Letter: Please don't do too much for the environment

Posted 9/26/19

To the editor:

Whether it's talk of the Green New Deal or commentary on rising sea levels, we hear quite often and quite loudly the dire situation of climate change. In the wake of the worldwide …

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Letter: Please don't do too much for the environment

Posted

To the editor:

Whether it's talk of the Green New Deal or commentary on rising sea levels, we hear quite often and quite loudly the dire situation of climate change. In the wake of the worldwide Climate Strike, organized by the young people who must inhabit Earth the longest of us who are here now, the message is clear:

Major changes are needed, immediately.

Here are some major changes you could implement, as an individual, to help our environment: 

• Sell your car, exclusively use public transit

• Build a self-sustaining home, off the grid

• Transition to an exclusively locally-sourced, plant-based, whole foods diet

• Never purchase anything made with or packaged in plastic

Risking the progressive “street cred,” I’ve been told I may have, I’d like to make the case against individuals trying to do anything too big for the sake of the environment. Unless the changes align closely with your personal lifestyle desires (or bank account), attempting the suggestions above may ultimately prove harmful for the environment.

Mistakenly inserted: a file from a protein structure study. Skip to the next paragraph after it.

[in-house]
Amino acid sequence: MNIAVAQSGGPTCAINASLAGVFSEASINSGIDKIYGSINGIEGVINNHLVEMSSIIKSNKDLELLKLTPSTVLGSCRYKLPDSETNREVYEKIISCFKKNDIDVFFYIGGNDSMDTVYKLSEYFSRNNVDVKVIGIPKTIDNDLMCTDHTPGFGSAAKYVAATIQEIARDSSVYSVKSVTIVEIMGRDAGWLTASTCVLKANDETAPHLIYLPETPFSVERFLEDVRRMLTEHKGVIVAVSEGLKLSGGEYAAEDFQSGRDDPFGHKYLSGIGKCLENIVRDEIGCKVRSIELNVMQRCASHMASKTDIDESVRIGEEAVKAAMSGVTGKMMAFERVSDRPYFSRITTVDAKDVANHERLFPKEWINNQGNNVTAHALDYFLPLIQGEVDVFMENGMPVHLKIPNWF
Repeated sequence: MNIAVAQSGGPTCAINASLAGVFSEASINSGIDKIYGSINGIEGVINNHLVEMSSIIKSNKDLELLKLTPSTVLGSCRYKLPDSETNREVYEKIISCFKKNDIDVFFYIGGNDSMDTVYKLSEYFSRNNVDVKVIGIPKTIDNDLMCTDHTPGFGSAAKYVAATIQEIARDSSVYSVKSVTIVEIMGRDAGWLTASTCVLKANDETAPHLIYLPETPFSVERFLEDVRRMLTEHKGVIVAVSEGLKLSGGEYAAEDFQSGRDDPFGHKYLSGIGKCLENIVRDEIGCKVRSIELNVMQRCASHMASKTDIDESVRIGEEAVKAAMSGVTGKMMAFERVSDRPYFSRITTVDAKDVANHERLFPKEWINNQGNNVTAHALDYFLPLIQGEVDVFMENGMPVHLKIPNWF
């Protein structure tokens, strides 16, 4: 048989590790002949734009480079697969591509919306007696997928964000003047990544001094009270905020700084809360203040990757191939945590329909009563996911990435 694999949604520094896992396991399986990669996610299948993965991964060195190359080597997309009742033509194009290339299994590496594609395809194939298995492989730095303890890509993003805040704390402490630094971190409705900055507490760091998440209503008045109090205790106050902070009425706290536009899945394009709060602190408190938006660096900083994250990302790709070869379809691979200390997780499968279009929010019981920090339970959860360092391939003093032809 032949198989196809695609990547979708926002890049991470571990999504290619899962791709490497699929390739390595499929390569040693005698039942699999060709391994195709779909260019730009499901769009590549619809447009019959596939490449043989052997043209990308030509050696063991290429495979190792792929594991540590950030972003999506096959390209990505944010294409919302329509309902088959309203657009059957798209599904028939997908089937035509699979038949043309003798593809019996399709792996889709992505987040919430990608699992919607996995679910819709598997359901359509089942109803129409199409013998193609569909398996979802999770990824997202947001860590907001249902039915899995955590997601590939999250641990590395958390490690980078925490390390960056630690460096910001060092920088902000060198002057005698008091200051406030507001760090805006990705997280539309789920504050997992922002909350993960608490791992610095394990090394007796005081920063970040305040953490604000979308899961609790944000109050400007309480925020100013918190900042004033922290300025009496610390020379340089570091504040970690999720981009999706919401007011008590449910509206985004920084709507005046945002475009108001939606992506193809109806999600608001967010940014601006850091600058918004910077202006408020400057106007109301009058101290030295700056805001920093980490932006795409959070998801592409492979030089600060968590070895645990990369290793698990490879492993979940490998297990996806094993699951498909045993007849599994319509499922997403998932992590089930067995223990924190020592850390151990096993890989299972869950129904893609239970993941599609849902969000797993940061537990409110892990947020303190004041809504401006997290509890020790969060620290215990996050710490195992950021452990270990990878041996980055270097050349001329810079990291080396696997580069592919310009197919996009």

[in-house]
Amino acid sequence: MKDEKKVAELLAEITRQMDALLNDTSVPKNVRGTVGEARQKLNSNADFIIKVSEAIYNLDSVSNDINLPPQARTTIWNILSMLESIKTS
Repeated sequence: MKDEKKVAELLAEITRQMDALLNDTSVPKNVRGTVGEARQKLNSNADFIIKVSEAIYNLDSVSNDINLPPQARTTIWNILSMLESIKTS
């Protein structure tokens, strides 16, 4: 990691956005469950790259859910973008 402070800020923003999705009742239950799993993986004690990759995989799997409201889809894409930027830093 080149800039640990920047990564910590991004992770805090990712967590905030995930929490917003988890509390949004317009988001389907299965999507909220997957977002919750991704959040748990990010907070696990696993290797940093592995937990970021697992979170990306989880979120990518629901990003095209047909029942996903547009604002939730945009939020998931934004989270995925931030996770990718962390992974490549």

I encourage people not to strive for sweeping changes, individually. Big changes, the kind of changes described above, are daunting to take on. They prevent many people from doing anything at all. Big changes are difficult for people to stick with, and unsuccessful attempts can lead to worse behavior, due to the discouragement of futility.

Before I go too far without saying so, and hopefully I haven’t already, I’d like to clarify something: we must act to protect our planet. Quickly. Boldly. Bigly. 

If it’s within your power to do something big, by all means, do it. But, if you’re reluctant or concerned that you can’t make enough of an impact, ignore the calls for sweeping changes, and start small.

Here are some things you can do that are fairly easy to implement, can quickly scale up if you’d like, and don’t carry the same risk of failure or discouragement:

• Shop locally for produce, especially when it’s in season

• Bring your own bags to the grocery store

• Turn the water off while brushing your teeth

• When out of the house, hold on to recyclable waste until you find a recycling bin

• When you have a large amount of food waste, such as after entertaining guests, consider putting it in a bucket and dropping it off at the Barrington Farm School’s compost bin, or a compost bin near you (or, compost yourself, for bonus points)

• Decrease your consumption of animal products by making a few plant-based meals each week

• Carpool from time-to-time, take a bus, walk, or ride a bike occasionally

• Reuse things that can be reused

• Give away things that can be used by others

• Borrow or barter for things from others that you don’t need to purchase new

Another benefit of many of these things is that they also will save you money. Use your “big change” energy to advocate for corporations and governments to change the systems in place that harm the environment.

We should all do small things that collectively will bring big changes.

Jacob Brier

Barrington

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